do so with all my webpages, with a little help from you John and my
XHTML checking algorithm...

If you want to read more check out the website of the deputy prime
minister, the IDeA, or search for E-gif standards.
Nov 17 '05 #7

P: n/a
Thanks for the response, Kersh.

I'll check out the references you provided. I've been very concerned once I
heard about governments demanding adherence to incomplete standards.

And, BTW, I was dead serious about how to get MS to actually adhere to the
(eventual) standard, especially considering how the EU anti-trust people
feel about them
(http://news.com.com/2100-1016_3-5060...ag=fd_nbs_ent).
--
John Saunders
Internet Engineer
jo***********@surfcontrol.com

"Kersh" <ia*********@hyndburnbc.gov.uk> wrote in message
news:64**************************@posting.google.c om...
No I didn't John. But I will test it out and I'm sure it will work
fine.
Apologies for my ramblings there - especially seeing as you had an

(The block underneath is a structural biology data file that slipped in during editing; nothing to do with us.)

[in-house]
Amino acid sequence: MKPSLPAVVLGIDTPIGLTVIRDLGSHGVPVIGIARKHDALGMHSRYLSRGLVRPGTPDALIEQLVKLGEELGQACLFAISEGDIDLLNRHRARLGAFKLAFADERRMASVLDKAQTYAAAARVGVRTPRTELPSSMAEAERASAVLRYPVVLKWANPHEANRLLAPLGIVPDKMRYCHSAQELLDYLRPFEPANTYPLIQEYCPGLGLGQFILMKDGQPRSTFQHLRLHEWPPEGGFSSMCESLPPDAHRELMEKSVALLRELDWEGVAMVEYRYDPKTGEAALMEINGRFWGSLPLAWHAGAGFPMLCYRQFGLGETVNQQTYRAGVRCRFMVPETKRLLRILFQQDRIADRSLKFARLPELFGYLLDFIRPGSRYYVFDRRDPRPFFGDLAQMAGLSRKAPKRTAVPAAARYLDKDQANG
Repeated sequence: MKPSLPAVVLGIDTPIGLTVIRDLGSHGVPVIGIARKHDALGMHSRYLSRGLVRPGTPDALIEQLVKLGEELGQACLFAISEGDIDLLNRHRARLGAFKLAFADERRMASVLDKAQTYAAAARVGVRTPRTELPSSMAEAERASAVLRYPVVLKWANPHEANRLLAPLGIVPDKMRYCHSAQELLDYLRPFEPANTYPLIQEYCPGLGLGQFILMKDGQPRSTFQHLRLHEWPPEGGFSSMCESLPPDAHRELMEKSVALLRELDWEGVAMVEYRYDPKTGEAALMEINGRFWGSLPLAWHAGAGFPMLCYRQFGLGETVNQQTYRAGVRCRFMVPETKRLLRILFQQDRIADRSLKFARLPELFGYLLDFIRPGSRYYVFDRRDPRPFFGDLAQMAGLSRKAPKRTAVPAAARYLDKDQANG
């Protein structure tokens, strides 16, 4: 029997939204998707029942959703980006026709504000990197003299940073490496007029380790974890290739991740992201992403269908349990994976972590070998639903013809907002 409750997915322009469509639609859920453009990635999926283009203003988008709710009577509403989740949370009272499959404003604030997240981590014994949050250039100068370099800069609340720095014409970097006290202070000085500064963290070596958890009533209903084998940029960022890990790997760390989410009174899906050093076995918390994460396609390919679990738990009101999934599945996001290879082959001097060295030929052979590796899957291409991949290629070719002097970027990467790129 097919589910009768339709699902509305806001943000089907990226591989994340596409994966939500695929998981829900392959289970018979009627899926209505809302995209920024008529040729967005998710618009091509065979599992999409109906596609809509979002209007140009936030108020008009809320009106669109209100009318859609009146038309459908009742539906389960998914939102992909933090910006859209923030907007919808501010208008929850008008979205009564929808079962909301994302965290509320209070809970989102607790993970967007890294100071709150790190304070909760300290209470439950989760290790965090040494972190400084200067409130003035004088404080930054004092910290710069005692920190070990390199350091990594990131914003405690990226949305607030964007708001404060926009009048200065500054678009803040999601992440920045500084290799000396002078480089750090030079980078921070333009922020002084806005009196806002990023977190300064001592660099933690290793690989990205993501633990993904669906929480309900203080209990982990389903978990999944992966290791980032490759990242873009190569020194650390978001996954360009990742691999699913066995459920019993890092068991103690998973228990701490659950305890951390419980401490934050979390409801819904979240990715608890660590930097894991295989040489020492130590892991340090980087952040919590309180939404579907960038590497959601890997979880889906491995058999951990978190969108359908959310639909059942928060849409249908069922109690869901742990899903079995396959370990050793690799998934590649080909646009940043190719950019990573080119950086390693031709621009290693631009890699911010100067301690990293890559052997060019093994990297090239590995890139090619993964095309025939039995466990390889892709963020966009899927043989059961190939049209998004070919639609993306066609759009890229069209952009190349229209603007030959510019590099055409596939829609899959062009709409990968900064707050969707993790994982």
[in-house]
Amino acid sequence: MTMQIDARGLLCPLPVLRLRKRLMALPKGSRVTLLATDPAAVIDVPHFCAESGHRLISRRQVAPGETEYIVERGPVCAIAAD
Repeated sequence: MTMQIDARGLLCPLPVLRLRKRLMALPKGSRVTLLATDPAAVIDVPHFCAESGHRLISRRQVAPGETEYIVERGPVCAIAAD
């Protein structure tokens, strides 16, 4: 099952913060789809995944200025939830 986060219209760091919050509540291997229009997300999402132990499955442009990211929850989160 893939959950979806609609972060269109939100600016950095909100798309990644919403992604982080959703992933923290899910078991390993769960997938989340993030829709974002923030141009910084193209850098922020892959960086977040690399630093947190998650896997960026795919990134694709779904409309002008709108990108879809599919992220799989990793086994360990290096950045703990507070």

answer for me. I was in the wrong on that one - although I still feel
I know when to use the word arbitrary if you fancy throwing a
dictionary at me!

The UK government advocate adoption of XHTML standards generally as
part of it's E-gif (interoperability framework) - therefore mostly
XHTML 1.0 transitional will do - although many local government
organisations seem not to be able to do what they want under the
restrictions demanded by XHTML and so they ignore the standards.

Once example would be the APLAWS project (Accessible and Personalised
Local Government Websites http://www.aplaws.org.uk). This is supposed
to supply software to run sites according to XHTML & accessibility
guidelines supplied by the RNIB, Bobby and W3C but unfortunately
drastically fails to meet any of them. (It is also ludicrously
difficult to install, setup, use, and manage. We got a working example
running but had to abandon it because everyone who used it from a
technical prespective or not found it a nightmare. My theory is that
there's a few London Borough Councillors with shares in Red Hat Linux
and Oracle!)

However, I feel that these standards should be adhered to and so will
do so with all my webpages, with a little help from you John and my
XHTML checking algorithm...

If you want to read more check out the website of the deputy prime
minister, the IDeA, or search for E-gif standards.

Nov 17 '05 #8

This discussion thread is closed